Thursday, April 19, 2012

Insulated Casserole Carrier!

I saw these insulated casserole carriers on Pinterest and, like so many other things I see there, thought they were a great idea and pinned it.  I knew I could use one, and had a friend or two that I thought they would make a good gift for.  Although, like so many other things I pin on Pinterest, I wasn't sure when I'd actually get around to doing it.

But then my father-in-law showed up to Easter Dinner with his scalloped potatoes wrapped in a bath towel, and I knew I had found my first recipient. 

The hardest part about making this was finding fabrics that were manly enough for my father-in-law and still interesting enough for me.  I mean, I have a hard enough time picturing him toting his own personal insulated casserole carrier--it definitely would not work to have it in a lovely floral print.  I think I struck a good balance.  I love the woodgrain print for the interior--and he does a lot of woodworking, so that works too.

The tutorial for this project can be found here, at 2 little hooligans.  I found it via this post on the blog Homemade By Jill , who had some great tips that I took into consideration.  I followed her directions on using the cotton belting for the strap, as well as extending the length of the carrier to fit a pyrex dish with handles (pictured above).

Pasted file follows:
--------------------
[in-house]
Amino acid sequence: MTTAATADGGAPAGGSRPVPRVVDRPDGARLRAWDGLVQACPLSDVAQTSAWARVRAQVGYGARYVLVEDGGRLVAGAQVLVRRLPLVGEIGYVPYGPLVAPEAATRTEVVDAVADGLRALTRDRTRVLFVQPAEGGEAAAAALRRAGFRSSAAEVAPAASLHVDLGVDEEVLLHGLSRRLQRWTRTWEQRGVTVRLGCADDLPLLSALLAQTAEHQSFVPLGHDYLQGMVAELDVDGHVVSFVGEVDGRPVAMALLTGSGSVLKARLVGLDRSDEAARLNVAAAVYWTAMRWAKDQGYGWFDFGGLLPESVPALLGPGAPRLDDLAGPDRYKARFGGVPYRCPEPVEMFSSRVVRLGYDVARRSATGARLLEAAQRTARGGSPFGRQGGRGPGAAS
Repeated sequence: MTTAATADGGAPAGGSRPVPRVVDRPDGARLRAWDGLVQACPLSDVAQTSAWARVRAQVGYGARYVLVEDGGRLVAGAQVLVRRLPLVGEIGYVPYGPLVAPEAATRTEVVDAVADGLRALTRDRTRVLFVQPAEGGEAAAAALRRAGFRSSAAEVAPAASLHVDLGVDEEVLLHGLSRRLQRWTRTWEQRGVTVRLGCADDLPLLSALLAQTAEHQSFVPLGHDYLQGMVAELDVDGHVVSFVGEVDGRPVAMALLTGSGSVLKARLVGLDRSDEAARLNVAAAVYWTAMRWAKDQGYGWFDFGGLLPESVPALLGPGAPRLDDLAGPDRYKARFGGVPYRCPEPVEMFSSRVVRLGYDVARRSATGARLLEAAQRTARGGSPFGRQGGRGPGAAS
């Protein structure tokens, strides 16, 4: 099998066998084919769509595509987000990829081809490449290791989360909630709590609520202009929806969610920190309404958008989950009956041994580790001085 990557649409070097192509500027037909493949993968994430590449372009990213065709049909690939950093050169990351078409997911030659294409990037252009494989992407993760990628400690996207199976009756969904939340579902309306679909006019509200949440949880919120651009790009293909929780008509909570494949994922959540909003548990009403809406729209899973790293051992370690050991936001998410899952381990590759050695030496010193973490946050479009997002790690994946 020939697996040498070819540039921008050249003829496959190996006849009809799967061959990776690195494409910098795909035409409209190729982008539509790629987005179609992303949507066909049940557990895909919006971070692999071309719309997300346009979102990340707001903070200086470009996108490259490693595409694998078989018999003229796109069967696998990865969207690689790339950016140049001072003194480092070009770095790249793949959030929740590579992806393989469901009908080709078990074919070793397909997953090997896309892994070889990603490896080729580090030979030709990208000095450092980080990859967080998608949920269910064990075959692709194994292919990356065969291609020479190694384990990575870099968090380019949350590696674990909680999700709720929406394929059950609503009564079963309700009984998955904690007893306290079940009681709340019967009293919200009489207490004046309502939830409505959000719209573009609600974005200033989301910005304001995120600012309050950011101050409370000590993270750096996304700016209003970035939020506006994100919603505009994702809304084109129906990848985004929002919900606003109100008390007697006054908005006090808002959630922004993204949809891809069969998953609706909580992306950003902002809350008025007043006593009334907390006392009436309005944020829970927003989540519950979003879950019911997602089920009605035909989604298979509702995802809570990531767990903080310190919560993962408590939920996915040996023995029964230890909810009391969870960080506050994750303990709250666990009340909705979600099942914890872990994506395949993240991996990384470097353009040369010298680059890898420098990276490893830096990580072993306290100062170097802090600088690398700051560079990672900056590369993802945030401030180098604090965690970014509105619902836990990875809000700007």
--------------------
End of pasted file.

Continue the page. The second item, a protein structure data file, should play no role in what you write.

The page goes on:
Closeup of the fabrics
I do feel like this is a bit of a strange gift for a guy. I knew that he would love it because he loves ME, but just in never hurts to tuck a batch of peanut butter cookies inside.  That way my bases were covered.

Easy to carry
I did end up spending more money on this project than I typically associate with a DIY though.  This could have been avoided with better planning--as it was, I only had one Joann's coupon and one chance for a trip to Joann's, so I was paying full price for almost all of the materials rather than 40% off, the way I usually like to play it.  It takes 2 full yards of fabric (1 for interior, 1 for exterior--ooh, but if you used the same fabric for both you could totally get away with 1.5 yards) plus a full yard of the Insul-Brite lining, which costs $7.99/yard.  Then there's the velcro (about $8/yd if you use the 2" stuff, which I recommend you do, you need 2/3 yard), and the cotton belting (another $3/yd and you need 2.5 yards--but this can be avoided if you make fabric straps instead; there's enough fabric leftover to do this.) Just a heads-up.  Also, it's pretty quick--I made mine in about 90 minutes, but I admit that I was watching America's Next Top Model for 60 minutes of that time (I'm not ashamed), so it's possible you could get it done even faster.

Here's what it looks like when opened up
I had to stand up on the kitchen counter to get the photo of the carrier all opened up--which was quite interesting to a certain someone. 
My little helper
Posted by Picasa

No comments:

Post a Comment

Note: Only a member of this blog may post a comment.